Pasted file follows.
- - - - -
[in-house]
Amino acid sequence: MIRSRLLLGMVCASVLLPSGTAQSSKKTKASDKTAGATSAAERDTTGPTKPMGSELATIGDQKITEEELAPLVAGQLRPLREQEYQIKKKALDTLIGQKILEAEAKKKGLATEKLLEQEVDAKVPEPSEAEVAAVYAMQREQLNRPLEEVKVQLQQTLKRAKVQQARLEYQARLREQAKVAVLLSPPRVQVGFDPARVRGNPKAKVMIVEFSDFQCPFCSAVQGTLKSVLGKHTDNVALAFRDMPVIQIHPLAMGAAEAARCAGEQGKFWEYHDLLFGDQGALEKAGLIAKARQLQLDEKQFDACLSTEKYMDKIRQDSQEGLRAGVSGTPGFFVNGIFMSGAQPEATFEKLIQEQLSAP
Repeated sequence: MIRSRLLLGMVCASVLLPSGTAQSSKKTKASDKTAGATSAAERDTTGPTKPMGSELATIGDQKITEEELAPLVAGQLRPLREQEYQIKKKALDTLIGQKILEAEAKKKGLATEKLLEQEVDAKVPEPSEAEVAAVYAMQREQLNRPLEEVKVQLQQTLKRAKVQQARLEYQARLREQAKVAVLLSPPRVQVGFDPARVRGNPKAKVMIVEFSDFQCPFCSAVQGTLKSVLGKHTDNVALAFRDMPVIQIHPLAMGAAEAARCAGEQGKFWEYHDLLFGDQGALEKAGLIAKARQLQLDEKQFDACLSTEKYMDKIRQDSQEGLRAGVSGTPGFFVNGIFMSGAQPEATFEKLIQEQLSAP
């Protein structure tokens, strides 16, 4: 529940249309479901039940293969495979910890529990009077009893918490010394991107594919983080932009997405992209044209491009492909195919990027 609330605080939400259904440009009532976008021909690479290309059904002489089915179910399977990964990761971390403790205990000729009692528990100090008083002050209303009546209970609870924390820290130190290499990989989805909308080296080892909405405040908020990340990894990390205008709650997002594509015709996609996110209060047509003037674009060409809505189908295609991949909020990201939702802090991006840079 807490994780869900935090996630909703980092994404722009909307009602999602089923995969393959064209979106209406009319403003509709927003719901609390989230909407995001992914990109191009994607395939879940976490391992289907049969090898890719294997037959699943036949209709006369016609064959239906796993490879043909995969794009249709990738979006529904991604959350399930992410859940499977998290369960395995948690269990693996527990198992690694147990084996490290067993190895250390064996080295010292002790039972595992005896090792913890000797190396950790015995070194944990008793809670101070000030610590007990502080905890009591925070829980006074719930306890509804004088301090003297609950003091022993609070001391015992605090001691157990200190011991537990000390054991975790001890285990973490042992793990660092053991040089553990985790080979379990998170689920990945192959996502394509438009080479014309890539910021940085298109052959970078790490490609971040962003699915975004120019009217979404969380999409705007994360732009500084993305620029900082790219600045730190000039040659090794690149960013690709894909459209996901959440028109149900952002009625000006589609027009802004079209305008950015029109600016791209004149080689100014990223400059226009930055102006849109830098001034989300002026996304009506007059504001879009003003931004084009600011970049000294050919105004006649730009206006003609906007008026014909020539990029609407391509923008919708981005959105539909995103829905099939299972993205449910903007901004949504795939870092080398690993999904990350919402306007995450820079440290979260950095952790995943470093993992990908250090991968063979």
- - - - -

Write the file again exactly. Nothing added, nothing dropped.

[in-house]
Amino acid sequence: MIRSRLLLGMVCASVLLPSGTAQSSKKTKASDKTAGATSAAERDTTGPTKPMGSELATIGDQKITEEELAPLVAGQLRPLREQEYQIKKKALDTLIGQKILEAEAKKKGLATEKLLEQEVDAKVPEPSEAEVAAVYAMQREQLNRPLEEVKVQLQQTLKRAKVQQARLEYQARLREQAKVAVLLSPPRVQVGFDPARVRGNPKAKVMIVEFSDFQCPFCSAVQGTLKSVLGKHTDNVALAFRDMPVIQIHPLAMGAAEAARCAGEQGKFWEYHDLLFGDQGALEKAGLIAKARQLQLDEKQFDACLSTEKYMDKIRQDSQEGLRAGVSGTPGFFVNGIFMSGAQPEATFEKLIQEQLSAP
Repeated sequence: MIRSRLLLGMVCASVLLPSGTAQSSKKTKASDKTAGATSAAERDTTGPTKPMGSELATIGDQKITEEELAPLVAGQLRPLREQEYQIKKKALDTLIGQKILEAEAKKKGLATEKLLEQEVDAKVPEPSEAEVAAVYAMQREQLNRPLEEVKVQLQQTLKRAKVQQARLEYQARLREQAKVAVLLSPPRVQVGFDPARVRGNPKAKVMIVEFSDFQCPFCSAVQGTLKSVLGKHTDNVALAFRDMPVIQIHPLAMGAAEAARCAGEQGKFWEYHDLLFGDQGALEKAGLIAKARQLQLDEKQFDACLSTEKYMDKIRQDSQEGLRAGVSGTPGFFVNGIFMSGAQPEATFEKLIQEQLSAP
């Protein structure tokens, strides 16, 4: 529940249309479901039940293969495979910890529990009077009893918490010394991107594919983080932009997405992209044209491009492909195919990027 609330605080939400259904440009009532976008021909690479290309059904002489089915179910399977990964990761971390403790205990000729009692528990100090008083002050209303009546209970609870924390820290130190290499990989989805909308080296080892909405405040908020990340990894990390205008709650997002594509015709996609996110209060047509003037674009060409809505189908295609991949909020990201939702802090991006840079 807490994780869900935090996630909703980092994404722009909307009602999602089923995969393959064209979106209406009319403003509709927003719901609390989230909407995001992914990109191009994607395939879940976490391992289907049969090898890719294997037959699943036949209709006369016609064959239906796993490879043909995969794009249709990738979006529904991604959350399930992410859940499977998290369960395995948690269990693996527990198992690694147990084996490290067993190895250390064996080295010292002790039972595992005896090792913890000797190396950790015995070194944990008793809670101070000030610590007990502080905890009591925070829980006074719930306890509804004088301090003297609950003091022993609070001391015992605090001691157990200190011991537990000390054991975790001890285990973490042992793990660092053991040089553990985790080979379990998170689920990945192959996502394509438009080479014309890539910021940085298109052959970078790490490609971040962003699915975004120019009217979404969380999409705007994360732009500084993305620029900082790219600045730190000039040659090794690149960013690709894909459209996901959440028109149900952002009625000006589609027009802004079209305008950015029109600016791209004149080689100014990223400059226009930055102006849109830098001034989300002026996304009506007059504001879009003003931004084009600011970049000294050919105004006649730009206006003609906007008026014909020539990029609407391509923008919708981005959105539909995103829905099939299972993205449910903007901004949504795939870092080398690993999904990350919402306007995450820079440290979260950095952790995943470093993992990908250090991968063979």